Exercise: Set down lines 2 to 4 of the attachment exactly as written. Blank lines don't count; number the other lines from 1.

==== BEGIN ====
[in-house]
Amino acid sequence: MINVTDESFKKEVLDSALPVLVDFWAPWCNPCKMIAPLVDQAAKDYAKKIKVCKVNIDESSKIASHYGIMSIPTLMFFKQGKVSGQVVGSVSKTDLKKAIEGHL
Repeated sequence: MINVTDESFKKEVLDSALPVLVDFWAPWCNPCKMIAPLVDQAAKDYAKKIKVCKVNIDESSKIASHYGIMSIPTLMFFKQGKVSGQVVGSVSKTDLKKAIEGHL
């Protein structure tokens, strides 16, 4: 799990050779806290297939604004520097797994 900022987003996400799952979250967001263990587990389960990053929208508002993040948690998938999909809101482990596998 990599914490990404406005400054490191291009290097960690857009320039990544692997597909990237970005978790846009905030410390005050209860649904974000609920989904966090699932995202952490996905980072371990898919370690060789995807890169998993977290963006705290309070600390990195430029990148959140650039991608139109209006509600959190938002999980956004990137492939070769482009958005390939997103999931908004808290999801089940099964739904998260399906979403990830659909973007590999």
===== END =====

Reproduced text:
Amino acid sequence: MINVTDESFKKEVLDSALPVLVDFWAPWCNPCKMIAPLVDQAAKDYAKKIKVCKVNIDESSKIASHYGIMSIPTLMFFKQGKVSGQVVGSVSKTDLKKAIEGHL
Repeated sequence: MINVTDESFKKEVLDSALPVLVDFWAPWCNPCKMIAPLVDQAAKDYAKKIKVCKVNIDESSKIASHYGIMSIPTLMFFKQGKVSGQVVGSVSKTDLKKAIEGHL
């Protein structure tokens, strides 16, 4: 799990050779806290297939604004520097797994 900022987003996400799952979250967001263990587990389960990053929208508002993040948690998938999909809101482990596998 990599914490990404406005400054490191291009290097960690857009320039990544692997597909990237970005978790846009905030410390005050209860649904974000609920989904966090699932995202952490996905980072371990898919370690060789995807890169998993977290963006705290309070600390990195430029990148959140650039991608139109209006509600959190938002999980956004990137492939070769482009958005390939997103999931908004808290999801089940099964739904998260399906979403990830659909973007590999």